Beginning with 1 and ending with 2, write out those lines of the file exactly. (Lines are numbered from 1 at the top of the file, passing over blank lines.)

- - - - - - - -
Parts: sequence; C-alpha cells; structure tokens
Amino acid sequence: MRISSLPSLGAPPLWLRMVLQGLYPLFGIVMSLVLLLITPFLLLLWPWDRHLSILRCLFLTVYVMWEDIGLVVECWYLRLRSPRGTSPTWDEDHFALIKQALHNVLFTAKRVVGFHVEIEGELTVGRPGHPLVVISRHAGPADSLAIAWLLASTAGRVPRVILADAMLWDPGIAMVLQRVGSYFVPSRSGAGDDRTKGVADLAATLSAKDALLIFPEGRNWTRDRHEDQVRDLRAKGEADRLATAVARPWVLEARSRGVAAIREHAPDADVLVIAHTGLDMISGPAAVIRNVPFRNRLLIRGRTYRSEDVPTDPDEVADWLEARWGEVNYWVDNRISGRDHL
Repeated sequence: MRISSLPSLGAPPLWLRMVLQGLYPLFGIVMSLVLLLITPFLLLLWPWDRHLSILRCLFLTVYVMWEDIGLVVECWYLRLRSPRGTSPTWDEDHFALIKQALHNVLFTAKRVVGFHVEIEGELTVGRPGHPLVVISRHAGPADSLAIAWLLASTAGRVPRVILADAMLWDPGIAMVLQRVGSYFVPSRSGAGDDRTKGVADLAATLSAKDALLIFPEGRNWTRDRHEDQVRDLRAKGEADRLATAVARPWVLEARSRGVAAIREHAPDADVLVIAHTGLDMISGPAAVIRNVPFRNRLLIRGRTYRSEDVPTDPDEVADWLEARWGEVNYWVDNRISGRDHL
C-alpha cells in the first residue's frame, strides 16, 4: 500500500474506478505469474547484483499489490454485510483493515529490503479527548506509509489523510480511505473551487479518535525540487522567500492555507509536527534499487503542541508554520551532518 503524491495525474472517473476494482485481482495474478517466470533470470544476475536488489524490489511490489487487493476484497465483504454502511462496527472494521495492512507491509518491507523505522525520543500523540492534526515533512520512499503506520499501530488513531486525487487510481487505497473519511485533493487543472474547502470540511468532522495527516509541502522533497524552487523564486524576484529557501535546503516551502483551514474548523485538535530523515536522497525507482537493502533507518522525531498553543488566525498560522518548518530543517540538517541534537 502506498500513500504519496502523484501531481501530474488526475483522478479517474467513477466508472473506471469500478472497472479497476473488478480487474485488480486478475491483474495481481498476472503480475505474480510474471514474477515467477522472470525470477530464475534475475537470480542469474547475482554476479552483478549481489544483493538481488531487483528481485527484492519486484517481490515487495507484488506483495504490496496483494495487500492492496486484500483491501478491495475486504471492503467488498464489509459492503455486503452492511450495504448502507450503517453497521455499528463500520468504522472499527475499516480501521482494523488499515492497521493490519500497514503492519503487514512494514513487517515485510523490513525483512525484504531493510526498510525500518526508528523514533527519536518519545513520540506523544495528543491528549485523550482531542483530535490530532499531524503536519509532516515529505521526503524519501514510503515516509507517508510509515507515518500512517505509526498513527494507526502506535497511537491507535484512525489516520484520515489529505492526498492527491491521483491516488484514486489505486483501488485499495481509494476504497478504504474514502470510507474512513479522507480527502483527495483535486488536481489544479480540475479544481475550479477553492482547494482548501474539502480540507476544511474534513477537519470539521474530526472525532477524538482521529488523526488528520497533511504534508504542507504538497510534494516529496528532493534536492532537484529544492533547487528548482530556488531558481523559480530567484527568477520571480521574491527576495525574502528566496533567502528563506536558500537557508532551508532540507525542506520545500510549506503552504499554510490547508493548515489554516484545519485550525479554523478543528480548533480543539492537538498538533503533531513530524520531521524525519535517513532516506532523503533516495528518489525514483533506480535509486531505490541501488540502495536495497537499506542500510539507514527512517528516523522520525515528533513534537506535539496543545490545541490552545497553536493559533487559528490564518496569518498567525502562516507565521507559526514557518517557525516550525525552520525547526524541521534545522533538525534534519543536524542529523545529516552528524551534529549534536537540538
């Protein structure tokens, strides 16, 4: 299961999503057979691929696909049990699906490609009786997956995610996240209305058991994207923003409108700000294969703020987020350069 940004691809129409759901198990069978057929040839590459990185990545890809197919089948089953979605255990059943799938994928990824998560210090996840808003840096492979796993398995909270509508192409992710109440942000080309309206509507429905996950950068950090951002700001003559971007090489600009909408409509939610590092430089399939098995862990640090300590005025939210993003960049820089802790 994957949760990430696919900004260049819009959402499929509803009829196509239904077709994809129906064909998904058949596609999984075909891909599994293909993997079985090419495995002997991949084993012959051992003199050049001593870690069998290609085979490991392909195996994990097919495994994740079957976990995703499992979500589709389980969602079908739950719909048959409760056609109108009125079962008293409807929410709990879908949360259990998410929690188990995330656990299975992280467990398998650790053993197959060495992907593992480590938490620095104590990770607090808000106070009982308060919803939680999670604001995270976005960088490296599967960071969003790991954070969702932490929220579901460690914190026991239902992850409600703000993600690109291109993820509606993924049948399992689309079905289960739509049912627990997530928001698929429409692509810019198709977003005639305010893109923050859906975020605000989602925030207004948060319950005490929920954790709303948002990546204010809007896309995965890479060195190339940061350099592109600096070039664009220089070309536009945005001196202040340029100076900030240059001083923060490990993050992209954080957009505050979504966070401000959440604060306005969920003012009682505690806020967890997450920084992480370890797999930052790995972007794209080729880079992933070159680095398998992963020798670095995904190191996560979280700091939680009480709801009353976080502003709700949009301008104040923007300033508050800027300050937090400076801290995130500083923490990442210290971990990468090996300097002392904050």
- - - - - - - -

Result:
Parts: sequence; C-alpha cells; structure tokens
Amino acid sequence: MRISSLPSLGAPPLWLRMVLQGLYPLFGIVMSLVLLLITPFLLLLWPWDRHLSILRCLFLTVYVMWEDIGLVVECWYLRLRSPRGTSPTWDEDHFALIKQALHNVLFTAKRVVGFHVEIEGELTVGRPGHPLVVISRHAGPADSLAIAWLLASTAGRVPRVILADAMLWDPGIAMVLQRVGSYFVPSRSGAGDDRTKGVADLAATLSAKDALLIFPEGRNWTRDRHEDQVRDLRAKGEADRLATAVARPWVLEARSRGVAAIREHAPDADVLVIAHTGLDMISGPAAVIRNVPFRNRLLIRGRTYRSEDVPTDPDEVADWLEARWGEVNYWVDNRISGRDHL